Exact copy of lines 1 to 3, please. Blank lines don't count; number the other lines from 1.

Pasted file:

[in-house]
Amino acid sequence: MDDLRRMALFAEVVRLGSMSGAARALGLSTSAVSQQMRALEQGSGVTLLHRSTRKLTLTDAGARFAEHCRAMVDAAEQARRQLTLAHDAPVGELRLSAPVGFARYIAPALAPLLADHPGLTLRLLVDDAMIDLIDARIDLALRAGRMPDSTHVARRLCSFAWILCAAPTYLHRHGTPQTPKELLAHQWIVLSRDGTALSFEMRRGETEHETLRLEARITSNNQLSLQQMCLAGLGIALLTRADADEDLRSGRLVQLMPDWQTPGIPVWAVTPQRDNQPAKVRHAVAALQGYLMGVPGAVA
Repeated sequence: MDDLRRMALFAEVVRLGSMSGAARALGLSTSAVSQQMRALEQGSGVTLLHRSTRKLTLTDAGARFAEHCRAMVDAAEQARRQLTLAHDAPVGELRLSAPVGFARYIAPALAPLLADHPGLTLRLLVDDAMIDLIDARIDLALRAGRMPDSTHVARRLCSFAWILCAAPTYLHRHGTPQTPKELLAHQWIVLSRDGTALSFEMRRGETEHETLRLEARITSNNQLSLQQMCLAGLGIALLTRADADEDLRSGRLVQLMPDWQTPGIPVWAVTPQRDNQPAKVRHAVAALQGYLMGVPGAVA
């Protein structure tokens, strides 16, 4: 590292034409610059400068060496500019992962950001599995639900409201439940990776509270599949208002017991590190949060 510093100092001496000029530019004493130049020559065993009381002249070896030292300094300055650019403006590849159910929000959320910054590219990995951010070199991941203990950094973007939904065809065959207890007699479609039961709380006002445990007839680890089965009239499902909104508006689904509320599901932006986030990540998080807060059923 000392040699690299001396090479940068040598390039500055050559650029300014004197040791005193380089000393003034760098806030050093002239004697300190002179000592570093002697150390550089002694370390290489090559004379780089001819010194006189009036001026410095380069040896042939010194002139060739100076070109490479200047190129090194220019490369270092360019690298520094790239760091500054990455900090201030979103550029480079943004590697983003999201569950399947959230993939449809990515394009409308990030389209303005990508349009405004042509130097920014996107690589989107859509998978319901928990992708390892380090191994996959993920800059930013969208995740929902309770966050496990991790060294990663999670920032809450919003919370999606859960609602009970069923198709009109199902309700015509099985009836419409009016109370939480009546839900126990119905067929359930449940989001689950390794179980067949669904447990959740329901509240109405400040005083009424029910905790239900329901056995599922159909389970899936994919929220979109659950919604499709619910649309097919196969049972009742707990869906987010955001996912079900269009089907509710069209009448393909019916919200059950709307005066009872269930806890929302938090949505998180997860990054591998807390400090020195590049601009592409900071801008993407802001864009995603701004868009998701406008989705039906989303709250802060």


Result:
[in-house]
Amino acid sequence: MDDLRRMALFAEVVRLGSMSGAARALGLSTSAVSQQMRALEQGSGVTLLHRSTRKLTLTDAGARFAEHCRAMVDAAEQARRQLTLAHDAPVGELRLSAPVGFARYIAPALAPLLADHPGLTLRLLVDDAMIDLIDARIDLALRAGRMPDSTHVARRLCSFAWILCAAPTYLHRHGTPQTPKELLAHQWIVLSRDGTALSFEMRRGETEHETLRLEARITSNNQLSLQQMCLAGLGIALLTRADADEDLRSGRLVQLMPDWQTPGIPVWAVTPQRDNQPAKVRHAVAALQGYLMGVPGAVA
Repeated sequence: MDDLRRMALFAEVVRLGSMSGAARALGLSTSAVSQQMRALEQGSGVTLLHRSTRKLTLTDAGARFAEHCRAMVDAAEQARRQLTLAHDAPVGELRLSAPVGFARYIAPALAPLLADHPGLTLRLLVDDAMIDLIDARIDLALRAGRMPDSTHVARRLCSFAWILCAAPTYLHRHGTPQTPKELLAHQWIVLSRDGTALSFEMRRGETEHETLRLEARITSNNQLSLQQMCLAGLGIALLTRADADEDLRSGRLVQLMPDWQTPGIPVWAVTPQRDNQPAKVRHAVAALQGYLMGVPGAVA